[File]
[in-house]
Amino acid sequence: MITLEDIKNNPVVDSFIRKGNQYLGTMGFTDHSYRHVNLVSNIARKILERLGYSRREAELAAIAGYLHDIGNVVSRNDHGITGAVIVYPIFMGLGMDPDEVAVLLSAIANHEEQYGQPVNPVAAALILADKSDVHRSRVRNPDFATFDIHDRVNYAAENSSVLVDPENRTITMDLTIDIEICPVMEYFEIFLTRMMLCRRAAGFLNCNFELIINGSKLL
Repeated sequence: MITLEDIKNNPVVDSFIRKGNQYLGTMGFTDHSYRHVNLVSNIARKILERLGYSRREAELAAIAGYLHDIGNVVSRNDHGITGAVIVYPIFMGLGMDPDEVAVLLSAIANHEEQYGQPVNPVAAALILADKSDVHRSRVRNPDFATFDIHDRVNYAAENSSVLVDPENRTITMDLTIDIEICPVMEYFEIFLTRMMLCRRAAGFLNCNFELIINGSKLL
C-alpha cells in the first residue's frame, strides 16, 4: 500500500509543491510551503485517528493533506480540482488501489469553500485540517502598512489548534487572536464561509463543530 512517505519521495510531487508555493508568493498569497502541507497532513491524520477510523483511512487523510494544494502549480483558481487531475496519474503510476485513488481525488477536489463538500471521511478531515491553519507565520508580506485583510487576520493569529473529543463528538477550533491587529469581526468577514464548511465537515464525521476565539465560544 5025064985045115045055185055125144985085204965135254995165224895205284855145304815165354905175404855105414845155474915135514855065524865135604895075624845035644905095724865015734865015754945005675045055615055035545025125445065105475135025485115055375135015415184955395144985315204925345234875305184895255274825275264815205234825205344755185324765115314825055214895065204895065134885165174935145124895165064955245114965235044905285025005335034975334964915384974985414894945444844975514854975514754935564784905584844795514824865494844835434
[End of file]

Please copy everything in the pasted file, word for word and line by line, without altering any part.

[in-house]
Amino acid sequence: MITLEDIKNNPVVDSFIRKGNQYLGTMGFTDHSYRHVNLVSNIARKILERLGYSRREAELAAIAGYLHDIGNVVSRNDHGITGAVIVYPIFMGLGMDPDEVAVLLSAIANHEEQYGQPVNPVAAALILADKSDVHRSRVRNPDFATFDIHDRVNYAAENSSVLVDPENRTITMDLTIDIEICPVMEYFEIFLTRMMLCRRAAGFLNCNFELIINGSKLL
Repeated sequence: MITLEDIKNNPVVDSFIRKGNQYLGTMGFTDHSYRHVNLVSNIARKILERLGYSRREAELAAIAGYLHDIGNVVSRNDHGITGAVIVYPIFMGLGMDPDEVAVLLSAIANHEEQYGQPVNPVAAALILADKSDVHRSRVRNPDFATFDIHDRVNYAAENSSVLVDPENRTITMDLTIDIEICPVMEYFEIFLTRMMLCRRAAGFLNCNFELIINGSKLL
C-alpha cells in the first residue's frame, strides 16, 4: 500500500509543491510551503485517528493533506480540482488501489469553500485540517502598512489548534487572536464561509463543530 512517505519521495510531487508555493508568493498569497502541507497532513491524520477510523483511512487523510494544494502549480483558481487531475496519474503510476485513488481525488477536489463538500471521511478531515491553519507565520508580506485583510487576520493569529473529543463528538477550533491587529469581526468577514464548511465537515464525521476565539465560544 5025064985045115045055185055125144985085204965135254995165224895205284855145304815165354905175404855105414845155474915135514855065524865135604895075624845035644905095724865015734865015754945005675045055615055035545025125445065105475135025485115055375135015415184955395144985315204925345234875305184895255274825275264815205234825205344755185324765115314825055214895065204895065134885165174935145124895165064955245114965235044905285025005335034975334964915384974985414894945444844975514854975514754935564784905584844795514824865494844835434